I think what disgusted me the most was to watch people’s responses to the one successful courtship at our church that had actually ended in marriage. Everybody thought that this couple had lived out the absolute ideal. Yet (and granted, I could be wrong, as I did not know this girl that well) I got the distinct feeling, from my position as an observer, that the girl in this couple was woefully ill-prepared for marriage to the young man. She seemed very stiff and uncomfortable whenever the two of them were together in public. I can’t imagine what it must have been like for her, to go from living with her parents (she was about 20, had never been to college and had never held a real job aside from giving piano lessons to some of the other kids from church) to – within a period of about 3 months – having gone through a whirlwind courtship with someone she’d hardly spent any time alone with, to being engaged, to getting married to him.
I should probably quit this rant. But courtship and the legalistic excesses that I witnessed are subjects that really get me hot under the collar, almost more than anything else within SGM. There are extremes that NOBODY could ever address in a single sermon.
Here is a response to Kris’ comment – – someone’s personal experience of this courtship, purity, father-owning-daughter’s-heart culture. Read how church leaders used their authority in ways that were really out of line. It’s sad.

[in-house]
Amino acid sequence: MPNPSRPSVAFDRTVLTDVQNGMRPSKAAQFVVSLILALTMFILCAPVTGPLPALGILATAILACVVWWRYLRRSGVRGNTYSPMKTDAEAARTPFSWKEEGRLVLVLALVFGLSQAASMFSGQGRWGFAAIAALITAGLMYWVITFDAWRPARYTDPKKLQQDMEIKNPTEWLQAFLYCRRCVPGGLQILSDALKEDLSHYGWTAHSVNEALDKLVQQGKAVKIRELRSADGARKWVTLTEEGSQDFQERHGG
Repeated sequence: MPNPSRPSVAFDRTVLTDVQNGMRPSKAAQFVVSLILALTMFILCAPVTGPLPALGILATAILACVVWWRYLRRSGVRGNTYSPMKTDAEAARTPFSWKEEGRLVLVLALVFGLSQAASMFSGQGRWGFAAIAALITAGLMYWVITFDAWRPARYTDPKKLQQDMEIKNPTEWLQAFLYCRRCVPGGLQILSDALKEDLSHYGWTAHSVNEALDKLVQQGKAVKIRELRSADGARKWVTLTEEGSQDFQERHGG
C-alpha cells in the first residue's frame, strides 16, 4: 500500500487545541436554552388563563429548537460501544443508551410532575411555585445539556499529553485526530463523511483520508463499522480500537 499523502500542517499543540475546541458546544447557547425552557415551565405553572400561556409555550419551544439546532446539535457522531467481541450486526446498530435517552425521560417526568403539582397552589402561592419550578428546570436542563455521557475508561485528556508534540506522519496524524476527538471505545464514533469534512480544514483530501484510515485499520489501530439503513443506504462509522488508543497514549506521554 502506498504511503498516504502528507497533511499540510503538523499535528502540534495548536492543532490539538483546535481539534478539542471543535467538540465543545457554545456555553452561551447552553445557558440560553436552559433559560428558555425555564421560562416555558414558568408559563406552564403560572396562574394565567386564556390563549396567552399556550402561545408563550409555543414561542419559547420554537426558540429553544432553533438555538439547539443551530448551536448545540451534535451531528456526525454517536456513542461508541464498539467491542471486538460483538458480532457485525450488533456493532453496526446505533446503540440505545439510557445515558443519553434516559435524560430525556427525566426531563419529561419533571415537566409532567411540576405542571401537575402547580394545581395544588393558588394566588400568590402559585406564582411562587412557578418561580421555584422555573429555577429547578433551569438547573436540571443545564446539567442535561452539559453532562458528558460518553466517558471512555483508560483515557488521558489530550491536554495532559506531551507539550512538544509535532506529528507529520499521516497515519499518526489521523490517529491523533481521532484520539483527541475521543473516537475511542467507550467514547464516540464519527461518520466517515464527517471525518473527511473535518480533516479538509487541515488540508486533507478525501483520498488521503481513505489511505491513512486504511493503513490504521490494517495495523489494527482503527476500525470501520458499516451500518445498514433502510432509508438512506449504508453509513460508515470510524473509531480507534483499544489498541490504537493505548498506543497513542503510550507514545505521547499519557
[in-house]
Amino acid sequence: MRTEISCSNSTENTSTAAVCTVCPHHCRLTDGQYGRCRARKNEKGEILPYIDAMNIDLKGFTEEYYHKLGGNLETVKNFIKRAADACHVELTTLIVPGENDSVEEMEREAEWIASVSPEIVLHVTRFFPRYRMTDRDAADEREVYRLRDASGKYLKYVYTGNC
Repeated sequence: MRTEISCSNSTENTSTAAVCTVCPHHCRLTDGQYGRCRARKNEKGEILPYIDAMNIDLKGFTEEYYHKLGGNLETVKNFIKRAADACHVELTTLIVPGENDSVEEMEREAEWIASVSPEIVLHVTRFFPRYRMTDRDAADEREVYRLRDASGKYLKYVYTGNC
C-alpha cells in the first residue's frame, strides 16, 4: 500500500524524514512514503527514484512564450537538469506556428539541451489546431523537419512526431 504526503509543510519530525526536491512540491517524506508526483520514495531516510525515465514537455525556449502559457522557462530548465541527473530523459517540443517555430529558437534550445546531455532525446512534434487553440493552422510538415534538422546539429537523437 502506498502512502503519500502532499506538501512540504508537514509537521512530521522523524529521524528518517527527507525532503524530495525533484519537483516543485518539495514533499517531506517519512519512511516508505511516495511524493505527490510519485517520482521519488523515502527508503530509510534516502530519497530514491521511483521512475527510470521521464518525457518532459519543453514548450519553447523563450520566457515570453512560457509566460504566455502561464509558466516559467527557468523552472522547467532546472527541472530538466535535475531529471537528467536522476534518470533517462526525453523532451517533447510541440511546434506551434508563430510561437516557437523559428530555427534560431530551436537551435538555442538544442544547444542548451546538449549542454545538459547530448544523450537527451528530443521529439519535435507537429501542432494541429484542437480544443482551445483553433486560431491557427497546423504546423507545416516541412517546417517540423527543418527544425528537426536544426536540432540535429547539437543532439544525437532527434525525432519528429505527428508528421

Fundamentalism Survivor Says:
That’s bad. But it gets carried to even greater extremes in other churches, where people’s paranoia and subjective interpretations of the book are involved.
The doctrines of this man (Josh Harris), difficult enough in themselves, provide a ready platform for fundamentalist hypocrisy in the church. Fanatical proponents of “Kissed Dating Goodbye” methodology ultimately trashed my reputation in my old church (it was found out I “went too far” with my ex-fiance). They stalked around with lists of requirements for their future wife/husband. The sexes avoided each other and were embittered. Elders/deacons kids got a lot more freedom even though they weren’t above messing around at times. The singles had a gossip network by which others were “warned” as to who was “marriage material” and who was NOT. If you didn’t make the lucky few, people were distantly polite & emotionally absent in the youth group; you didn’t have a chance at making friends.
Josh, I don’t believe you intended for extremes to happen. But you have muddied the pond for a couple of generations now. Many of us are so cynical that we have resigned ourselves to singleness. Some of us had meaningful, pure relationships with Christian sisters that have been destroyed because of confusion on topics like “emotional purity” (we don’t want to cheat on our future spouses by opening up). You are in a position of great recognition and authority. You have the responsibility to set a better example…”
Who is to blame for all of these legalistic excesses? I cannot be sure. It seems Josh has tried to clear up some misunderstandings, but there is definitely something still amiss in this “courtship culture”. I personally don’t think Josh Harris is to blame for what has occurred in the homeschool movement and courtship culture, but the books played a part.
I believe the problem occurred when pastors, leaders, and fathers went above and beyond what is normal involvement in the lives of their congregants and used their power to control and shame their flock/adult children.